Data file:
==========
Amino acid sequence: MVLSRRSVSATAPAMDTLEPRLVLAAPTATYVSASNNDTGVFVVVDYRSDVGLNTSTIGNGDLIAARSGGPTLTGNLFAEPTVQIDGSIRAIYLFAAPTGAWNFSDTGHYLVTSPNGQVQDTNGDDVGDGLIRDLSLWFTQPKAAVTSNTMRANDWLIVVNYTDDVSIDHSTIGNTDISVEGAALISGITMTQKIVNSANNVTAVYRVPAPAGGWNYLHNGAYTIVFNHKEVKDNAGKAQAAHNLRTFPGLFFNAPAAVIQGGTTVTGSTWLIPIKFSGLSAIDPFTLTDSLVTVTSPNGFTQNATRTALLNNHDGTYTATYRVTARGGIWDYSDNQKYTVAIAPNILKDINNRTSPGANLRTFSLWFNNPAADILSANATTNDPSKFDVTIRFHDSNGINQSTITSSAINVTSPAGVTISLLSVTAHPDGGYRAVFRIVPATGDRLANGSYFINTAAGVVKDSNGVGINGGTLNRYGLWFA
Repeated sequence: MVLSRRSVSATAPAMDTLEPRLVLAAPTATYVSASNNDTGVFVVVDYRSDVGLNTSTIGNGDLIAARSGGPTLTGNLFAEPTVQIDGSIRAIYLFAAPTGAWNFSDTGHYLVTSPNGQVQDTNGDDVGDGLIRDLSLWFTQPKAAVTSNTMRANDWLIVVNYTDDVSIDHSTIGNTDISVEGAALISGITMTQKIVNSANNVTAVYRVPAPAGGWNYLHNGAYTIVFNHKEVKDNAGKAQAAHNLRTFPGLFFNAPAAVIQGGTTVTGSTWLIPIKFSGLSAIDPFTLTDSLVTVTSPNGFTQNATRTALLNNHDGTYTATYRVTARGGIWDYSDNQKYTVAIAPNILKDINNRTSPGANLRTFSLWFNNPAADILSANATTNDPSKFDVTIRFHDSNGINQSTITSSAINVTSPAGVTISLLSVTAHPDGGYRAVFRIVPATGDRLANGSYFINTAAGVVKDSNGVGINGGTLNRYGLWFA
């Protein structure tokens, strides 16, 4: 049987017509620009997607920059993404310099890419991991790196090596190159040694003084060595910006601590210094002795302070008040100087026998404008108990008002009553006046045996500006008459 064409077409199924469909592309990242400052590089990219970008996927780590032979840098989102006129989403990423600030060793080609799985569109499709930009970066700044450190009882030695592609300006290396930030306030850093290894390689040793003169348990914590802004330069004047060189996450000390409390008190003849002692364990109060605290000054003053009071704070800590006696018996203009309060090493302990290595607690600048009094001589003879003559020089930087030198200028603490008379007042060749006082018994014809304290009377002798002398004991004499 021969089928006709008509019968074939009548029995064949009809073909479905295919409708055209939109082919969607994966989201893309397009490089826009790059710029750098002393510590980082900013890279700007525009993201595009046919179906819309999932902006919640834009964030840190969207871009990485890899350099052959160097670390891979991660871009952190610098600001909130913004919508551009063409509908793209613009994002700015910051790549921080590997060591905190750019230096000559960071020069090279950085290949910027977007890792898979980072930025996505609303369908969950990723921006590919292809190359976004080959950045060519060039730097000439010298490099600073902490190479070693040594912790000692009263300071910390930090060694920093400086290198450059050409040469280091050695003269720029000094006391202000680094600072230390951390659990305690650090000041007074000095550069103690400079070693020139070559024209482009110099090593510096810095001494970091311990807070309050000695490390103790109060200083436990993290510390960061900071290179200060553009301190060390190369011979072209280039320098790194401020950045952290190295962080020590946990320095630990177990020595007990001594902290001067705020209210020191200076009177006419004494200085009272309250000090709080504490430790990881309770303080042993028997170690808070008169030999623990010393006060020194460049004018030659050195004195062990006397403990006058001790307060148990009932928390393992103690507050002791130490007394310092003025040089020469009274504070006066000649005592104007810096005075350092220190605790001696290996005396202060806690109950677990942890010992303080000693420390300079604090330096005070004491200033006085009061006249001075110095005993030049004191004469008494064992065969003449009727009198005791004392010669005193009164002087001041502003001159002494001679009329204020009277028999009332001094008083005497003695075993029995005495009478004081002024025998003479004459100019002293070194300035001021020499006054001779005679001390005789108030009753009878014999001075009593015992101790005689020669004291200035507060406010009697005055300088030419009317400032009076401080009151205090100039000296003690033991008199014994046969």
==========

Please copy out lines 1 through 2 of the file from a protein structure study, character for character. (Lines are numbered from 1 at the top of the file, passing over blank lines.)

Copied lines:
Amino acid sequence: MVLSRRSVSATAPAMDTLEPRLVLAAPTATYVSASNNDTGVFVVVDYRSDVGLNTSTIGNGDLIAARSGGPTLTGNLFAEPTVQIDGSIRAIYLFAAPTGAWNFSDTGHYLVTSPNGQVQDTNGDDVGDGLIRDLSLWFTQPKAAVTSNTMRANDWLIVVNYTDDVSIDHSTIGNTDISVEGAALISGITMTQKIVNSANNVTAVYRVPAPAGGWNYLHNGAYTIVFNHKEVKDNAGKAQAAHNLRTFPGLFFNAPAAVIQGGTTVTGSTWLIPIKFSGLSAIDPFTLTDSLVTVTSPNGFTQNATRTALLNNHDGTYTATYRVTARGGIWDYSDNQKYTVAIAPNILKDINNRTSPGANLRTFSLWFNNPAADILSANATTNDPSKFDVTIRFHDSNGINQSTITSSAINVTSPAGVTISLLSVTAHPDGGYRAVFRIVPATGDRLANGSYFINTAAGVVKDSNGVGINGGTLNRYGLWFA
Repeated sequence: MVLSRRSVSATAPAMDTLEPRLVLAAPTATYVSASNNDTGVFVVVDYRSDVGLNTSTIGNGDLIAARSGGPTLTGNLFAEPTVQIDGSIRAIYLFAAPTGAWNFSDTGHYLVTSPNGQVQDTNGDDVGDGLIRDLSLWFTQPKAAVTSNTMRANDWLIVVNYTDDVSIDHSTIGNTDISVEGAALISGITMTQKIVNSANNVTAVYRVPAPAGGWNYLHNGAYTIVFNHKEVKDNAGKAQAAHNLRTFPGLFFNAPAAVIQGGTTVTGSTWLIPIKFSGLSAIDPFTLTDSLVTVTSPNGFTQNATRTALLNNHDGTYTATYRVTARGGIWDYSDNQKYTVAIAPNILKDINNRTSPGANLRTFSLWFNNPAADILSANATTNDPSKFDVTIRFHDSNGINQSTITSSAINVTSPAGVTISLLSVTAHPDGGYRAVFRIVPATGDRLANGSYFINTAAGVVKDSNGVGINGGTLNRYGLWFA